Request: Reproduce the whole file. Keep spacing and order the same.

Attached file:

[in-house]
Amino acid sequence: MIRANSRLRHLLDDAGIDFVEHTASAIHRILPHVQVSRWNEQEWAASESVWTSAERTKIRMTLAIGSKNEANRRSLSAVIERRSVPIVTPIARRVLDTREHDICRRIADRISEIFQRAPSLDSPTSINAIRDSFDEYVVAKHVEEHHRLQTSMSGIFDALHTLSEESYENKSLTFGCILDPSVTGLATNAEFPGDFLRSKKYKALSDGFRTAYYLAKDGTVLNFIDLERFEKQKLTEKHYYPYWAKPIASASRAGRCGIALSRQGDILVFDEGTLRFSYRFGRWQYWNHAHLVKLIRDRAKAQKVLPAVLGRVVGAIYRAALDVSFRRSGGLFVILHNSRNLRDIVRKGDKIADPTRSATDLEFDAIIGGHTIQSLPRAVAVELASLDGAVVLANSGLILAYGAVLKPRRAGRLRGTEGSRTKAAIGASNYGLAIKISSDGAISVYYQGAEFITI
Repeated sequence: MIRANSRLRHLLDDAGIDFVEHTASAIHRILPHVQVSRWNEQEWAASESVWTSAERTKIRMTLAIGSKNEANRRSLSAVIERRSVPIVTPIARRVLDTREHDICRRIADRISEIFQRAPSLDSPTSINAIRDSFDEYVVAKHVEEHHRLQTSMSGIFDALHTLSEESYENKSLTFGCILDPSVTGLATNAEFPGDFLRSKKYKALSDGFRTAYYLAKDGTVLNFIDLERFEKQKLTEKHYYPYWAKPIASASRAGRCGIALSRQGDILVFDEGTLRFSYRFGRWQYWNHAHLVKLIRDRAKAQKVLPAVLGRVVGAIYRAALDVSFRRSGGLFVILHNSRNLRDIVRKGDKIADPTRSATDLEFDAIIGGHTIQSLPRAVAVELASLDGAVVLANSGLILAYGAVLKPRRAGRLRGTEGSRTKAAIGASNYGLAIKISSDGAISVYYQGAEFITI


[in-house]
Amino acid sequence: MIRANSRLRHLLDDAGIDFVEHTASAIHRILPHVQVSRWNEQEWAASESVWTSAERTKIRMTLAIGSKNEANRRSLSAVIERRSVPIVTPIARRVLDTREHDICRRIADRISEIFQRAPSLDSPTSINAIRDSFDEYVVAKHVEEHHRLQTSMSGIFDALHTLSEESYENKSLTFGCILDPSVTGLATNAEFPGDFLRSKKYKALSDGFRTAYYLAKDGTVLNFIDLERFEKQKLTEKHYYPYWAKPIASASRAGRCGIALSRQGDILVFDEGTLRFSYRFGRWQYWNHAHLVKLIRDRAKAQKVLPAVLGRVVGAIYRAALDVSFRRSGGLFVILHNSRNLRDIVRKGDKIADPTRSATDLEFDAIIGGHTIQSLPRAVAVELASLDGAVVLANSGLILAYGAVLKPRRAGRLRGTEGSRTKAAIGASNYGLAIKISSDGAISVYYQGAEFITI
Repeated sequence: MIRANSRLRHLLDDAGIDFVEHTASAIHRILPHVQVSRWNEQEWAASESVWTSAERTKIRMTLAIGSKNEANRRSLSAVIERRSVPIVTPIARRVLDTREHDICRRIADRISEIFQRAPSLDSPTSINAIRDSFDEYVVAKHVEEHHRLQTSMSGIFDALHTLSEESYENKSLTFGCILDPSVTGLATNAEFPGDFLRSKKYKALSDGFRTAYYLAKDGTVLNFIDLERFEKQKLTEKHYYPYWAKPIASASRAGRCGIALSRQGDILVFDEGTLRFSYRFGRWQYWNHAHLVKLIRDRAKAQKVLPAVLGRVVGAIYRAALDVSFRRSGGLFVILHNSRNLRDIVRKGDKIADPTRSATDLEFDAIIGGHTIQSLPRAVAVELASLDGAVVLANSGLILAYGAVLKPRRAGRLRGTEGSRTKAAIGASNYGLAIKISSDGAISVYYQGAEFITI